Living challenge series: a changing climate.


Part 3: water plazas, biophilia, and collective climate rights.

Our cities provide insight into the future of urban living. This Living Challenges series looks at how the problems society is facing are being turned into possibilities…

The world’s cities occupy just three percent of the earth’s land, yet account for 75 percent of carbon emissions and 60-80 percent of energy consumption. Based on current projections from the UN, 2.5 trillion square feet of new buildings will be constructed worldwide by 2060 – the equivalent of adding another Paris to the planet every single week.

If we continue with a ‘business as usual’ mentality, sea levels are predicted to rise by approximately one metre, along with a predicted average temperature increase of 4°C by the end of the century.

While global initiatives (such as the Paris Agreement and the move to a circular economy) should help mitigate these figures to less extremes, the associated impacts of the inevitable change in climate have to be planned for.

The possibilities:

Climate change is the ultimate incentive for innovative urban design – and when it’s viewed not just as a problem but as driving force for creativity, it can provide a fast-track route to better ways of living. Across the globe, there are investigations into how urban living needs to adapt in the face of an uncertain future.

A new Global Centre of Excellence on Climate Adaptation based in Rotterdam is looking at how cities can be reimagined. As a collaborative project between the Netherlands, the UN, and Japan, it’s leading a shift in thinking: instead of working against a changing climate, why not re-engineer cities to work with it?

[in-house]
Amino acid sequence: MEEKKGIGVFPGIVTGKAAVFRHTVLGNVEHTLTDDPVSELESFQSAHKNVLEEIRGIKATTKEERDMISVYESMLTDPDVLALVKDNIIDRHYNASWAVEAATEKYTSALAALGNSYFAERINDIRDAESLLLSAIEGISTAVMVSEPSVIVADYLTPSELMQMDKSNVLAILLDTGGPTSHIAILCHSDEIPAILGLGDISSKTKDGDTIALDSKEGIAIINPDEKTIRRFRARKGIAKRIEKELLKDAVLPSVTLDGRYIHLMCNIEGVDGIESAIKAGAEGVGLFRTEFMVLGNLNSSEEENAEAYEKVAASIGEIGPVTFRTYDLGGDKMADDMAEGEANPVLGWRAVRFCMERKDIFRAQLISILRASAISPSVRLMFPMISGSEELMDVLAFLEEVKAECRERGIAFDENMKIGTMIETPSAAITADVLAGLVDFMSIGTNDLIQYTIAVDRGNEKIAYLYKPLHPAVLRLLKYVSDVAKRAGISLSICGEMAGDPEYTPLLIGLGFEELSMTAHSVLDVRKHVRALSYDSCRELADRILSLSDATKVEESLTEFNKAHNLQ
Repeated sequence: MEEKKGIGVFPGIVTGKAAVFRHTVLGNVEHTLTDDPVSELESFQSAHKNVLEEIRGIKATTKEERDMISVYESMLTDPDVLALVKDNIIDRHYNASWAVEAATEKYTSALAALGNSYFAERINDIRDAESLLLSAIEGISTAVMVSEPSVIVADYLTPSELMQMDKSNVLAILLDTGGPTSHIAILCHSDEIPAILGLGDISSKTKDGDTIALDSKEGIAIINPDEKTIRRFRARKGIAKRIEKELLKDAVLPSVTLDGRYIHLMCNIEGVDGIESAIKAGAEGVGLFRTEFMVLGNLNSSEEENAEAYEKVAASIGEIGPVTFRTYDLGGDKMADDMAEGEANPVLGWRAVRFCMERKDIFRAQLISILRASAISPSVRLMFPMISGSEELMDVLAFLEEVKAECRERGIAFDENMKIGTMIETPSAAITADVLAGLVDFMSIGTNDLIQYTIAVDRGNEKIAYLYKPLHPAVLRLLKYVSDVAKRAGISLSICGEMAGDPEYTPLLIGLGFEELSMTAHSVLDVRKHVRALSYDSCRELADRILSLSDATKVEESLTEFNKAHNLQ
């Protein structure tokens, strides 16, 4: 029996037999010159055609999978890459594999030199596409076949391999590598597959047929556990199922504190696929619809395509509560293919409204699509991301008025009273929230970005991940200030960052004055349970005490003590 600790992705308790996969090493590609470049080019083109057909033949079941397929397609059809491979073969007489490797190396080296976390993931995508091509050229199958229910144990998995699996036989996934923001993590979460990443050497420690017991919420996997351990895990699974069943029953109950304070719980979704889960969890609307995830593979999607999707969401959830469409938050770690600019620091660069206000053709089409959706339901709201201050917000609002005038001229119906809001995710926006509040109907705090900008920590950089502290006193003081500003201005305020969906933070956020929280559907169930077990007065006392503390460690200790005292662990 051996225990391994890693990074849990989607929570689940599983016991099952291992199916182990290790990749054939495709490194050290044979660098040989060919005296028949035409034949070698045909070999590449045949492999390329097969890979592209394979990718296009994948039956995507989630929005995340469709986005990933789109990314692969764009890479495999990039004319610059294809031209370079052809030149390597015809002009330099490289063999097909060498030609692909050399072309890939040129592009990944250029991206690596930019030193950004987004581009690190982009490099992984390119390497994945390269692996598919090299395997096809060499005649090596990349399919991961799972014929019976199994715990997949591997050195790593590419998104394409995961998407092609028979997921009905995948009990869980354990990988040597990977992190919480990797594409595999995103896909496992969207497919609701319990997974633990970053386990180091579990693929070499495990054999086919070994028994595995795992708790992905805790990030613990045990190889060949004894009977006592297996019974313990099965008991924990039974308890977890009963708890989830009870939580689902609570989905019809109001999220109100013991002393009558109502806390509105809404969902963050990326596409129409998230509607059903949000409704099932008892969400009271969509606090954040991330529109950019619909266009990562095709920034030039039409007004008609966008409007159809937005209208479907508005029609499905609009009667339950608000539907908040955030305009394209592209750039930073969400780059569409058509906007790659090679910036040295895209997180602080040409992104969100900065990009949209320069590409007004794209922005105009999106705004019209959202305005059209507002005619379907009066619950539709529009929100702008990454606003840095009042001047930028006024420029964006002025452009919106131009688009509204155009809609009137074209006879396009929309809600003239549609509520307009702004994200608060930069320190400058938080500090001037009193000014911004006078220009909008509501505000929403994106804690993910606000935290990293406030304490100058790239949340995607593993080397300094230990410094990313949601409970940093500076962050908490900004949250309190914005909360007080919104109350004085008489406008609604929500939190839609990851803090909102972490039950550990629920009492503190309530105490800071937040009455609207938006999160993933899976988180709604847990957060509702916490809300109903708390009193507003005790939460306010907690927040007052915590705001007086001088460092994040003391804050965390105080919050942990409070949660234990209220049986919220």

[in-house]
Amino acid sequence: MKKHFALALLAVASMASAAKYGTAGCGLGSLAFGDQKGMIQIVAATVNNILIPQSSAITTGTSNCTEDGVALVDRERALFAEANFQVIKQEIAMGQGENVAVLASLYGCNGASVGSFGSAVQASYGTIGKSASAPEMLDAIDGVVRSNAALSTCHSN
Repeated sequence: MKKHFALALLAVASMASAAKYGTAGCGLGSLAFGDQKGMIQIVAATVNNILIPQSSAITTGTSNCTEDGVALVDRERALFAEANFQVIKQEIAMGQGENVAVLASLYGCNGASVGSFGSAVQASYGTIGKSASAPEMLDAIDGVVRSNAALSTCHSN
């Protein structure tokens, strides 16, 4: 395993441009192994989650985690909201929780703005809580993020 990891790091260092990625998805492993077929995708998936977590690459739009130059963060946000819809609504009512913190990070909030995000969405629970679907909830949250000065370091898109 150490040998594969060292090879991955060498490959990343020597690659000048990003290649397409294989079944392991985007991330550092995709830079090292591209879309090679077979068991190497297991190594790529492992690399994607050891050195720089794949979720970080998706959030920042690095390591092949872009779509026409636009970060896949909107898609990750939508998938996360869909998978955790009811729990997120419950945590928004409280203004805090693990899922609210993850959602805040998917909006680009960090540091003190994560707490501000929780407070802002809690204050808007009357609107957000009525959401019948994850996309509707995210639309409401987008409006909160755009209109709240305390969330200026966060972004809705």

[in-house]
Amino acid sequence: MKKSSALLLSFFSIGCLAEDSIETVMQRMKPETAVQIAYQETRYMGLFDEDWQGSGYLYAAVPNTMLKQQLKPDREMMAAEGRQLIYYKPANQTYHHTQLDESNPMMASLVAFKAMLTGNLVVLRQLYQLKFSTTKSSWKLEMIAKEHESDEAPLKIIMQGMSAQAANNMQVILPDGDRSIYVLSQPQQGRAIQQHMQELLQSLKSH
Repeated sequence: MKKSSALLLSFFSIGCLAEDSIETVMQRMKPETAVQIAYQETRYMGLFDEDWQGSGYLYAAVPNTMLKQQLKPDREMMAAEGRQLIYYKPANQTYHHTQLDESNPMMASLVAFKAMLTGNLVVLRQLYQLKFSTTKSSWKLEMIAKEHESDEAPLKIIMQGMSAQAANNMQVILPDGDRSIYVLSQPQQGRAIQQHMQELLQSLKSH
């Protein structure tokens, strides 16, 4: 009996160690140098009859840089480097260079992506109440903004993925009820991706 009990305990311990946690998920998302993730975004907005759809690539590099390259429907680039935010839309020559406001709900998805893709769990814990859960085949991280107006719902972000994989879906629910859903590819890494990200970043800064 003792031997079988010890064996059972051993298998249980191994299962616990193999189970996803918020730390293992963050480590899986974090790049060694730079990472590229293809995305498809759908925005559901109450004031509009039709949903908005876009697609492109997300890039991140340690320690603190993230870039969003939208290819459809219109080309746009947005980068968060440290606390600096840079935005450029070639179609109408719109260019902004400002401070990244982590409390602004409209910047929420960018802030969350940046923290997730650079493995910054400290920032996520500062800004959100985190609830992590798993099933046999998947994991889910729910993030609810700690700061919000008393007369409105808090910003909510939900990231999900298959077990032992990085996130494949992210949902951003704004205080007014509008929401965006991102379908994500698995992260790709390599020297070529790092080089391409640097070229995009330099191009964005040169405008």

changing climate

Rotterdam, for example, now has five water plazas dotted throughout the city. These plazas act as community hubs in dry weather and, in heavy rain, hold up to 1.7 million litres of excess water. This adaptive approach was made possible by combining budgets for storm water infrastructures and liveable public spaces.

Probably the most reaffirming view of future urban living is that sustainable buildings are becoming ‘sexy’ – stunning even.

The practicalities of net-zero homes that can adapt to a changing climate won’t mean compromises on style and quality of space.

In fact, the trend towards biophilic design and Blue-Green infrastructure (BGI) offers a people-centric, feasible and valuable solution for urban areas facing the challenges of flooding, overheating, and other extreme weather.

Future rights

Taking this further, our homes might even be designed to meet collective climate rights of future generations. There are intrinsic links between climate change and human rights, and there is an increasing argument for human rights to play a leading role in guiding global responses to climate change. This is likely to result in policy created around the rights of future generations: for anything from a hospitable indoor/outdoor environment, to a plant that provides a full quality of life.

Read part 1: combatting the cost of housing

Read part 2: responding to reduced space